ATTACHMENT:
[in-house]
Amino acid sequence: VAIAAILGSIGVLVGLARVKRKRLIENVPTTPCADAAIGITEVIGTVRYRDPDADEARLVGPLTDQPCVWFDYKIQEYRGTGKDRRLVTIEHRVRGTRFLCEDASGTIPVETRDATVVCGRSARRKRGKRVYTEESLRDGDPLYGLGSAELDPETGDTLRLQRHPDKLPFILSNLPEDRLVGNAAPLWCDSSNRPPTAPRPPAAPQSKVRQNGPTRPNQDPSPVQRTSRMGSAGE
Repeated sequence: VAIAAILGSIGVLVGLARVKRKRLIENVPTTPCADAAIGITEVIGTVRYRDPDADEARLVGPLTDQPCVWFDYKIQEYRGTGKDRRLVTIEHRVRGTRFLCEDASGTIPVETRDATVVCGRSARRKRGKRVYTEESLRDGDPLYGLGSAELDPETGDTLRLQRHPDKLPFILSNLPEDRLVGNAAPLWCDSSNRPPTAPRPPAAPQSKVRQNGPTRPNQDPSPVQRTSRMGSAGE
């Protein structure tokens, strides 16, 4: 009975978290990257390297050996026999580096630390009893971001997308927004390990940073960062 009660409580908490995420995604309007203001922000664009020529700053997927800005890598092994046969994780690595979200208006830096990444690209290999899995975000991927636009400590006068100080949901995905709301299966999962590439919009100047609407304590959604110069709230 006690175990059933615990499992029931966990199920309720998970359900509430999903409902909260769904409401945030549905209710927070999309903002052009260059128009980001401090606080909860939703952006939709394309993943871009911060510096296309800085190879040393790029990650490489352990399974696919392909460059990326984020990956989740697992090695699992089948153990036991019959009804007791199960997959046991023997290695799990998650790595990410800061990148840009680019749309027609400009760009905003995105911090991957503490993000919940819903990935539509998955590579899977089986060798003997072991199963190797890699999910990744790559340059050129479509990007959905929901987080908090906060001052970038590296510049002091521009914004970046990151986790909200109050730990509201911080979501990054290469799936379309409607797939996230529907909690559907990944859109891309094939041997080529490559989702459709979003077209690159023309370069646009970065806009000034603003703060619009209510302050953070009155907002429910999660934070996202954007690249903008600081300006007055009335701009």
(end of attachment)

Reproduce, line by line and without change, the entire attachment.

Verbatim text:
[in-house]
Amino acid sequence: VAIAAILGSIGVLVGLARVKRKRLIENVPTTPCADAAIGITEVIGTVRYRDPDADEARLVGPLTDQPCVWFDYKIQEYRGTGKDRRLVTIEHRVRGTRFLCEDASGTIPVETRDATVVCGRSARRKRGKRVYTEESLRDGDPLYGLGSAELDPETGDTLRLQRHPDKLPFILSNLPEDRLVGNAAPLWCDSSNRPPTAPRPPAAPQSKVRQNGPTRPNQDPSPVQRTSRMGSAGE
Repeated sequence: VAIAAILGSIGVLVGLARVKRKRLIENVPTTPCADAAIGITEVIGTVRYRDPDADEARLVGPLTDQPCVWFDYKIQEYRGTGKDRRLVTIEHRVRGTRFLCEDASGTIPVETRDATVVCGRSARRKRGKRVYTEESLRDGDPLYGLGSAELDPETGDTLRLQRHPDKLPFILSNLPEDRLVGNAAPLWCDSSNRPPTAPRPPAAPQSKVRQNGPTRPNQDPSPVQRTSRMGSAGE
């Protein structure tokens, strides 16, 4: 009975978290990257390297050996026999580096630390009893971001997308927004390990940073960062 009660409580908490995420995604309007203001922000664009020529700053997927800005890598092994046969994780690595979200208006830096990444690209290999899995975000991927636009400590006068100080949901995905709301299966999962590439919009100047609407304590959604110069709230 006690175990059933615990499992029931966990199920309720998970359900509430999903409902909260769904409401945030549905209710927070999309903002052009260059128009980001401090606080909860939703952006939709394309993943871009911060510096296309800085190879040393790029990650490489352990399974696919392909460059990326984020990956989740697992090695699992089948153990036991019959009804007791199960997959046991023997290695799990998650790595990410800061990148840009680019749309027609400009760009905003995105911090991957503490993000919940819903990935539509998955590579899977089986060798003997072991199963190797890699999910990744790559340059050129479509990007959905929901987080908090906060001052970038590296510049002091521009914004970046990151986790909200109050730990509201911080979501990054290469799936379309409607797939996230529907909690559907990944859109891309094939041997080529490559989702459709979003077209690159023309370069646009970065806009000034603003703060619009209510302050953070009155907002429910999660934070996202954007690249903008600081300006007055009335701009």